Tangible mementoes of the banking era

Anyone who saved with the Nutsspaarbank will remember the savings books. As well as the standard version, the Nutsspaarbank sometimes brought out special editions. They included a savings book to mark a birth, World Savings Day or the week that Princess Beatrix was born. They’re all tangible mementoes of a banking era that holds fond memories for many a former saver. The same applies to the special edition piggy banks. 

Spaarboekjes Nutsspaarbank Den Haag
Spaarpotjes van de Nutsspaarbank 's Gravenhage
Money boxes from the Nutsspaarbank The Hague.
Binnenkant van een spaarbankboekje Nutsspaarbank Den Haag
Inside of a savings bank book Nutsspaarbank The Hague.


Savings bankbooks in different colors

Most people probably had brown-yellow savings books, but there were lots of other colours too. It largely depended on changes within the bank itself and the introduction of new computers, explains former employee Bernadette van Leeuwen-Hersbach. The original savings books, before the brown-yellow version, were plain brown. The yellow was added when the bank introduced so-called ‘anchor machines’. The next colour was red, with yellow books being added to the range for high-interest accounts. Green books were for the ‘zilvervloot’ accounts that grandparents opened for their grandchildren. Modernisation at the bank heralded the arrival of red, white and blue striped books, and after the merger with VSB, they became grey.

Birth gift

Gonny Tafuni-Smit has fond memories of the Nutsspaarbank. She used a coupon in her maternity box to open an account for her newborn daughter in 1965. She received a first deposit of five guilders from the bank, and a special white cover for her savings book to show that the account was for a baby.

“It was the talk of the town. Even the midwife was talking about it. ‘Have you had your maternity box?’ she asked. And: ‘Have you taken the coupon to the Nutsspaarbank yet?’”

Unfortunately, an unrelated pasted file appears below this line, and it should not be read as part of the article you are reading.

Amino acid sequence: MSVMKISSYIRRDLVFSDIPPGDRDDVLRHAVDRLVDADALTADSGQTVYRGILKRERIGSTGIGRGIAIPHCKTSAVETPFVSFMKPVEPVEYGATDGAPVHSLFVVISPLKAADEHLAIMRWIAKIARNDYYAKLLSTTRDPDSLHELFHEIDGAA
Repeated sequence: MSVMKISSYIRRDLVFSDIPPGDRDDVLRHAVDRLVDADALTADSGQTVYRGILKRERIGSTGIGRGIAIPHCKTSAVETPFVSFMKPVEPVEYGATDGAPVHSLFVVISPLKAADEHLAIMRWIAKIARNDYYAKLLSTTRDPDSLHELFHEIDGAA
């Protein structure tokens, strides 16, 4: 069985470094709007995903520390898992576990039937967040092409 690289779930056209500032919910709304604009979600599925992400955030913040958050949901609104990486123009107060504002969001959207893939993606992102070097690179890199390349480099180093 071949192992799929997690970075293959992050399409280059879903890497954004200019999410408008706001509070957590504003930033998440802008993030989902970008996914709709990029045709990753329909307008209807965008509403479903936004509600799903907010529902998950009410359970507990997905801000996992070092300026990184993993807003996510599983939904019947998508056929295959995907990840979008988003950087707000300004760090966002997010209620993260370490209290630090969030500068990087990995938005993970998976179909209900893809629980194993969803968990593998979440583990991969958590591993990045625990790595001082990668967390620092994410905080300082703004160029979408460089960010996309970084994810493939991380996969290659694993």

Prinses Beatrix

Cor van der Meer received a very special savings book when he was born on 2 February 1938, in the same week that Princess Beatrix came into the world. His parents were given a nappy basket and he got a savings book with photos of the then-Queen Juliana and Prince Bernhard. Ten guilders had been deposited into the account.

Multi-millionaire for five minutes

These days, most bank transactions are automatic. But this wasn’t always the case. Bank staff used to record withdrawals and deposits in savings books by hand. And occasionally, people made mistakes. 

On 20 December 1972, for a few minutes Micky Bish was ten million guilders better off. Her savings book showed a balance of 9,999,980.60 guilders. “The woman on the till said: ‘I’ve made a mistake. I need to go and correct it.’ I didn’t realise what had happened at first”, says the 62-year-old about the spectacular ‘mistake’ in her savings book. “She corrected it within five minutes and I never gave it another thought. But later on, it was quite fun to see that amount in my savings book.”

"Once a year I took my piggy bank to the Nutsspaarbank at the Riviervismarkt, because they had the key."
Hans Moolenbel

World Savings Day

Hans Moolenbel was born in The Hague on 28 October 1937. It just happened to be World Savings Day, a special day that had been instigated three years previously to raise awareness for the importance of saving. It was an important day for the Nutsspaarbank, so Hans was given a special book to mark his birth, with five guilders in his account.

“I wasn’t allowed to withdraw the money until I was 18”, Hans remembers. “I took my piggy bank to the Nutsspaarbank on Riviervismarkt once a year as we lived on Zusterstraat, on the other side of Westeinde. I got this piggy bank when the account was opened.”

Hans continued to deposit money throughout his youth. “Just once a year, usually after my birthday. The money went into a special tray that sorted the coins before the amount was added to my balance.”

Piggy banks: irresistible to children 

The Nutsspaarbank gave away lots of different piggy banks. It was a question of first come, first served. When the bank ran out, a new model and colour was produced. The piggy banks were irresistible to young savers. In fact, so irresistible that some of them even tried to prise them open. 

Maja Bergman remembers taking her piggy bank to the Nutsspaarbank on Jonckbloetplein in The Hague with her brother and sister. “It was always exciting to find out who’d saved the most: my brother, my sister or me?”, says Maja. “The bank had the only key to our piggy banks. A bank employee emptied our piggy banks onto the counter and counted the money while we watched. The amounts were then written into our savings books and we went home with an empty piggy bank.”

Like many other children, Maja and her siblings couldn’t resist trying to open the lock on their piggy banks. Without success. The locks were pretty solid and Maja and her sister failed miserably. “The lock was on the bottom and we kept fiddling with it. You can still see our attempts – the locks are slightly misaligned.” But her brother wasn’t put off. “He actually managed to prise it open one day using a knife.”